After pressure from allies, the United States has opened the way for more exemptions from tariffs of 25 percent on steel imports and 10 percent on aluminium that U.S. President Donald Trump set last week.
On Saturday, the European Union and Japan urged the United States to grant them exemptions from metal import tariffs, with Tokyo calling for "calm-headed behaviour."
But the target of Trump's ire is China, whose capacity expansions have helped add to global surpluses of steel. China has repeatedly vowed to defend its "legitimate rights and interests" if targeted by U.S. trade actions.
Zhong, speaking on the sidelines of China's annual session of parliament, said China does not want a trade war and will not initiate one.
"There are no winners in a trade war," Zhong said. "It will only bring disaster to China and the United States and the world."
China can handle any challenges and will resolutely protect its interests, but the two countries will continue to talk, he said.
"Nobody wants to fight a trade war, and everyone knows fighting one harms others and does not benefit oneself."
Trump's announcement on tariffs underlined concerns about rising U.S. protectionism, which has sparked bouts of turmoil in global financial markets over the past year as investors feared a damaging trade spat will shatter a synchronized uptick in world growth.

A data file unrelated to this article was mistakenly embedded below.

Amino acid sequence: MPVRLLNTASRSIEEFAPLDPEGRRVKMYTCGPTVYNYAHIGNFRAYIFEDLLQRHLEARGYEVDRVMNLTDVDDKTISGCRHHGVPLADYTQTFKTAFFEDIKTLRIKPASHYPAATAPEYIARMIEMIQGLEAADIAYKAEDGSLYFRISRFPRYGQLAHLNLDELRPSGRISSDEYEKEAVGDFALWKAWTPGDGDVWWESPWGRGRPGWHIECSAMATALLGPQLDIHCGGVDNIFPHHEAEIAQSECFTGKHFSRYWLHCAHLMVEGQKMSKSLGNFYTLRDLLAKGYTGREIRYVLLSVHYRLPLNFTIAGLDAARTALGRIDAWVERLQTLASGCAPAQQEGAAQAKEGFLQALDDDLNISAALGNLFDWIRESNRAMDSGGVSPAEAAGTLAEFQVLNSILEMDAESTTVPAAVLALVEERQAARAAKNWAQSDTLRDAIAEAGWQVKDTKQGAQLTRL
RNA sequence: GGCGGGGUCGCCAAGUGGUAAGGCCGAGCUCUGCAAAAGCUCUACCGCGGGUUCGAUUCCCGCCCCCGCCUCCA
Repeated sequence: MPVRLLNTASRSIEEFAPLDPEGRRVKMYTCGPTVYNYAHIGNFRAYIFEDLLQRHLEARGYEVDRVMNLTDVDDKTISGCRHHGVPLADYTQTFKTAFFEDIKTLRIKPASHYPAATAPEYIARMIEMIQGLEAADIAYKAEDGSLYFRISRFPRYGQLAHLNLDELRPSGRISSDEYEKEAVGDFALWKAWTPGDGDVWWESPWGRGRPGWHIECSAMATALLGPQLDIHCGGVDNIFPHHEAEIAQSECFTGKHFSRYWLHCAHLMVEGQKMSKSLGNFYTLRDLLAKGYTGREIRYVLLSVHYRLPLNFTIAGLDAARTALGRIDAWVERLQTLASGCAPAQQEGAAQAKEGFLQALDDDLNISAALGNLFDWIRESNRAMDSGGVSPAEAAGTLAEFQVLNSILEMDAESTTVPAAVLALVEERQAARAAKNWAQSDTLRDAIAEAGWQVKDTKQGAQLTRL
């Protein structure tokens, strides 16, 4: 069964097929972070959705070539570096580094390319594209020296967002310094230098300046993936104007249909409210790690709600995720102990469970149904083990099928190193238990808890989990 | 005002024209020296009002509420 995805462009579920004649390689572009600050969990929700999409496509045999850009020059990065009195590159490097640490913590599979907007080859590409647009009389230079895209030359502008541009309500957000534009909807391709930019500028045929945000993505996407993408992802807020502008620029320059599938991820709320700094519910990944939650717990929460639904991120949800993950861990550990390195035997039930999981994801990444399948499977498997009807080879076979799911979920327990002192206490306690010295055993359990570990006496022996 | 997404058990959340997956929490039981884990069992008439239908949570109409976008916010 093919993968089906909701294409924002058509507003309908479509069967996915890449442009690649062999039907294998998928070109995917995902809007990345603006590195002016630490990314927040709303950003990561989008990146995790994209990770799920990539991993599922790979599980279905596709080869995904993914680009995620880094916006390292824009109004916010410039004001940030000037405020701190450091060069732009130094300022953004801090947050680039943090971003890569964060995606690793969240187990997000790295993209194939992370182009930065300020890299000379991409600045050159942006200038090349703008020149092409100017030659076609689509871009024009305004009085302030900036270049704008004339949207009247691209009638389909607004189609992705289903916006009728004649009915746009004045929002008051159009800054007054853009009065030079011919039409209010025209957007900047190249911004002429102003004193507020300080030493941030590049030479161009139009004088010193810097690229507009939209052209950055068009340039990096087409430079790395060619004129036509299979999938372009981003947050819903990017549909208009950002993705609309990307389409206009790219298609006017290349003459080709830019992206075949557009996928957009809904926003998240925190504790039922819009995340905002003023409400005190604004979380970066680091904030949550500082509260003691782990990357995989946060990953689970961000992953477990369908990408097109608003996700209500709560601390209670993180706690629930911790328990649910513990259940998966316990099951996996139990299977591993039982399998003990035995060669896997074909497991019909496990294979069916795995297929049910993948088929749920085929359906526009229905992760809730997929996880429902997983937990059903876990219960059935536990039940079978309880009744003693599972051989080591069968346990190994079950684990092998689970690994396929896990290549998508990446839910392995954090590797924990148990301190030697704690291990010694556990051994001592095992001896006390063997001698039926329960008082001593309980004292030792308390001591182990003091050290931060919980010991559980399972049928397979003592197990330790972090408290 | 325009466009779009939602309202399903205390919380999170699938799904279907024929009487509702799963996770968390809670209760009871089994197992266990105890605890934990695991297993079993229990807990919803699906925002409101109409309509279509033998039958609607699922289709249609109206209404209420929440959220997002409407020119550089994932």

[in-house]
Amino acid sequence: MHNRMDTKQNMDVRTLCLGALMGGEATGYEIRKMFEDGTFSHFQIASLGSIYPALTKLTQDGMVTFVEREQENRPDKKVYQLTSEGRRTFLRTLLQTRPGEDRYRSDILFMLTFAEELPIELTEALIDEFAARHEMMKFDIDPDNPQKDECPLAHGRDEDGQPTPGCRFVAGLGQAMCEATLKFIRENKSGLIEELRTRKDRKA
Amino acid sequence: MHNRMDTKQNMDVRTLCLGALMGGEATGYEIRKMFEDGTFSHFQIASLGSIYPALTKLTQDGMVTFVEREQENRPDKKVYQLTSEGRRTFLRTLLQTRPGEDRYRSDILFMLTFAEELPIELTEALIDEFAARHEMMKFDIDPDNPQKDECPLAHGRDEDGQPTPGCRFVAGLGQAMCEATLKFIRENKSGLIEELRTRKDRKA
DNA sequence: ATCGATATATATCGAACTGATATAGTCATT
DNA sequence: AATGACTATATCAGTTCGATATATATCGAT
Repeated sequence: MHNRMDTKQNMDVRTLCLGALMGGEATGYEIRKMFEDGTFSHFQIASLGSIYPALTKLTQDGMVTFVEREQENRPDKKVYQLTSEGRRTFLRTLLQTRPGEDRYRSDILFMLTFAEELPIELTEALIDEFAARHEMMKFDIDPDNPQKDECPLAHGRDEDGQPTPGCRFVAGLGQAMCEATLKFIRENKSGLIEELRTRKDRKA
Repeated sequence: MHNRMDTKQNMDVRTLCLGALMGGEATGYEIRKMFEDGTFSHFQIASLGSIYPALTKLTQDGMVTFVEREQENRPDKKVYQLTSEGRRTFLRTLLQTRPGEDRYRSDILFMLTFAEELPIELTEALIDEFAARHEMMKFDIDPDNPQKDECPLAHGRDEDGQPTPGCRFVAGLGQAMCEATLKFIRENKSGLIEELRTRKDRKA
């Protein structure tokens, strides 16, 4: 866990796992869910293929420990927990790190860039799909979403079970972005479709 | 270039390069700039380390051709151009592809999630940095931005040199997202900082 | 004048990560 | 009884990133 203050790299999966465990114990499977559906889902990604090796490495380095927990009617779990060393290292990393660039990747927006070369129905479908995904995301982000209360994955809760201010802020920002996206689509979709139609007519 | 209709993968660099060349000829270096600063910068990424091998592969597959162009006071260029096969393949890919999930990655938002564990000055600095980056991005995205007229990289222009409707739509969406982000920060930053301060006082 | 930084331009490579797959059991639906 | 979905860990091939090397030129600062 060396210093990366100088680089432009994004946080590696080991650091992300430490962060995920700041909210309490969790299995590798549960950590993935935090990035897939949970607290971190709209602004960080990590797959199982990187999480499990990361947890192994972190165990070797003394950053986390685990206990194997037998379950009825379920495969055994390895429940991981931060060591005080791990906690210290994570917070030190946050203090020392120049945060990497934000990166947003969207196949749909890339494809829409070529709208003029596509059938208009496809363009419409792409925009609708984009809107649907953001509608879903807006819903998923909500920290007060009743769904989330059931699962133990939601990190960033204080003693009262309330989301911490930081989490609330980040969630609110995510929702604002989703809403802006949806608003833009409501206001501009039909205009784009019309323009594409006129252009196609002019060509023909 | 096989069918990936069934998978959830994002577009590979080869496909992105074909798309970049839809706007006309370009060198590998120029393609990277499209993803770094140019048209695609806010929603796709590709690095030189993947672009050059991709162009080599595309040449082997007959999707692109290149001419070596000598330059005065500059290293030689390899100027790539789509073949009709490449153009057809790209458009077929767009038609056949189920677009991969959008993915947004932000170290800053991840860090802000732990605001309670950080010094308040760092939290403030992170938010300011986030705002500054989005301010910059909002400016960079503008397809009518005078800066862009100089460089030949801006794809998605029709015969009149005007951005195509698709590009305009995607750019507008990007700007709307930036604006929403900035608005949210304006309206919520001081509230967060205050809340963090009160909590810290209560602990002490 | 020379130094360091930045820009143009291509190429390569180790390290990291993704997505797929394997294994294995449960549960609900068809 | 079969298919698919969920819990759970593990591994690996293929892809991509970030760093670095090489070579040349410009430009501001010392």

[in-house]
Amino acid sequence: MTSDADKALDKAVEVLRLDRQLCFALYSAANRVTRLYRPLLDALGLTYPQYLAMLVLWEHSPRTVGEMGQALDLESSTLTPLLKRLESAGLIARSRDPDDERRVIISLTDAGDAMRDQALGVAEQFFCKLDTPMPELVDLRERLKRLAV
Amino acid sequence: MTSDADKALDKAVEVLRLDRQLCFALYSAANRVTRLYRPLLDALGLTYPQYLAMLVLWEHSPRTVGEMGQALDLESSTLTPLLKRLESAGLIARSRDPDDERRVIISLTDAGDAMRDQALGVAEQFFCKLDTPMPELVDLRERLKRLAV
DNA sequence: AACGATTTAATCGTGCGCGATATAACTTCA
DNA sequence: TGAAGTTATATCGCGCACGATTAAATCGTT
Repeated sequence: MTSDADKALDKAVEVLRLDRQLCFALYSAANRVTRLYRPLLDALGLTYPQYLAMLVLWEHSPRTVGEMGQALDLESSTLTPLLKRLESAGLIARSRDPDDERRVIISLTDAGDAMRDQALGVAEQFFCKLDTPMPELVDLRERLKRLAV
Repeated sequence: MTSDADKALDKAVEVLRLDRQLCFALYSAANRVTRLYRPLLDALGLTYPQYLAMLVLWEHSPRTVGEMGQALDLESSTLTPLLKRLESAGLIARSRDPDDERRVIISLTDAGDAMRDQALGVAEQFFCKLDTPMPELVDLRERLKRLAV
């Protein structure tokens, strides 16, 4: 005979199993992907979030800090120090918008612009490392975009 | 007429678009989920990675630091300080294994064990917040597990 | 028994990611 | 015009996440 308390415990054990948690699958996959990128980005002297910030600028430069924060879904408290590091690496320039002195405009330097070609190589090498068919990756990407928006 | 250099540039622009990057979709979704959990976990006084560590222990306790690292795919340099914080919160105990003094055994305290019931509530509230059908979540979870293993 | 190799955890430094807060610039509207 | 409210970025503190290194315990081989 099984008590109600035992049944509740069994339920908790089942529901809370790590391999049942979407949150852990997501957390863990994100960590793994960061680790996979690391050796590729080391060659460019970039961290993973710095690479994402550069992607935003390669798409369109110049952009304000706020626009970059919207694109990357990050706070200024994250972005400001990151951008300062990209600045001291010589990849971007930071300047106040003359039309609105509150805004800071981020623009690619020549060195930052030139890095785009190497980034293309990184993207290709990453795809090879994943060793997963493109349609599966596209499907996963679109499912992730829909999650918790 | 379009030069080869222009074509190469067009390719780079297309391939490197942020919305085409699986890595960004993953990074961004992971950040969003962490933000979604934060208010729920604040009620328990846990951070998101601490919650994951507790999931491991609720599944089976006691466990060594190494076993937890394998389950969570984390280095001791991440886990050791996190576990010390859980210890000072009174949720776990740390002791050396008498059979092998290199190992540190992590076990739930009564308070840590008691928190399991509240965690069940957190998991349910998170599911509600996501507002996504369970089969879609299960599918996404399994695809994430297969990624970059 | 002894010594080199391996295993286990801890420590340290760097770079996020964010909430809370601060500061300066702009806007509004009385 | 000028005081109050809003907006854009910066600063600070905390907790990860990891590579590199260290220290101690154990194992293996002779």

China's metals industry issued the country's most explicit threat yet in the row, urging on Friday for the government to retaliate by targeting U.S. coal - a sector that is central to Trump's political base and his election pledge to restore American industries and blue-collar jobs.
The U.S. is the world's biggest importer of steel, purchasing 35 million tonnes of raw material in 2017. Of those imports, South Korea, Japan, China and India accounted for 6.6 million tonnes.
The dispute has fuelled concerns that soybeans, the United States' most valuable export to the world's second largest economy, might be caught up in the trade actions after Beijing launched a probe into imports of U.S. sorghum, a grain used in animal feed and liquor.
PROTECTING AMERICAN JOBS
Zhong said U.S. official trade deficit figures had been over-estimated by about 20 percent, and in any case would be a lot lower if the United States relaxed export restrictions on some high-tech goods.
He also reiterated a previous pledge that China would lower import tariffs on consumer goods including automobiles, as part of an effort to boost domestic consumption.
Trump believes the tariffs will safeguard American jobs, though many economists say the impact of price increases for users of steel and aluminium, such as the auto and oil industries, will destroy more jobs than curbs on imports create.
Nonetheless, there is growing bipartisan consensus in Washington, and support within some segments of the U.S. business community, for the U.S. government to counter what are seen as Beijing's
predatory industrial policies and market restrictions on foreign firms.
Trump's administration has said the United States mistakenly supported China's membership in the World Trade Organization in 2001 on terms that have failed to force Beijing to open its economy.
Diplomatic and U.S. business sources say the United States has frozen a formal mechanism for talks on commercial disputes with China because it is not satisfied Beijing has met its promises to ease market restrictions.
(Except for the headline, this story has not been edited by NDTV staff and is published from a syndicated feed.)